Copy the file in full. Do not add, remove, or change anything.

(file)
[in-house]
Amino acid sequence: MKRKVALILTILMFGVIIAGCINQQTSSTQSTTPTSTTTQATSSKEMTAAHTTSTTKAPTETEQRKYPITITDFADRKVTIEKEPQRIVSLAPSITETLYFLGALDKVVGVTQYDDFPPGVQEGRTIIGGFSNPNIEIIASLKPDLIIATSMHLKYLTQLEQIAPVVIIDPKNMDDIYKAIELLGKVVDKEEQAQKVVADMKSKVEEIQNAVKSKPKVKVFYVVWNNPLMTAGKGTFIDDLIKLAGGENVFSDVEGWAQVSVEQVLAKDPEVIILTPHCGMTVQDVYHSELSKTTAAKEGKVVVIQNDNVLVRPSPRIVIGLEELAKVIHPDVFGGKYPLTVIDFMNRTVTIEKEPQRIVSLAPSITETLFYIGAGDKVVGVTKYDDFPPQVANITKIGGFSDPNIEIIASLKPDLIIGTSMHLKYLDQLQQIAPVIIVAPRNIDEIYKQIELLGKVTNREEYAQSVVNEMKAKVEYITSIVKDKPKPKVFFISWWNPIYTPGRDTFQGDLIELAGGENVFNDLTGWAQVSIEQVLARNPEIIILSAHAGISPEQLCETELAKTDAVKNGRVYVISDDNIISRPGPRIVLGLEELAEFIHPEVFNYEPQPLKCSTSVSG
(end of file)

[in-house]
Amino acid sequence: MKRKVALILTILMFGVIIAGCINQQTSSTQSTTPTSTTTQATSSKEMTAAHTTSTTKAPTETEQRKYPITITDFADRKVTIEKEPQRIVSLAPSITETLYFLGALDKVVGVTQYDDFPPGVQEGRTIIGGFSNPNIEIIASLKPDLIIATSMHLKYLTQLEQIAPVVIIDPKNMDDIYKAIELLGKVVDKEEQAQKVVADMKSKVEEIQNAVKSKPKVKVFYVVWNNPLMTAGKGTFIDDLIKLAGGENVFSDVEGWAQVSVEQVLAKDPEVIILTPHCGMTVQDVYHSELSKTTAAKEGKVVVIQNDNVLVRPSPRIVIGLEELAKVIHPDVFGGKYPLTVIDFMNRTVTIEKEPQRIVSLAPSITETLFYIGAGDKVVGVTKYDDFPPQVANITKIGGFSDPNIEIIASLKPDLIIGTSMHLKYLDQLQQIAPVIIVAPRNIDEIYKQIELLGKVTNREEYAQSVVNEMKAKVEYITSIVKDKPKPKVFFISWWNPIYTPGRDTFQGDLIELAGGENVFNDLTGWAQVSIEQVLARNPEIIILSAHAGISPEQLCETELAKTDAVKNGRVYVISDDNIISRPGPRIVLGLEELAEFIHPEVFNYEPQPLKCSTSVSG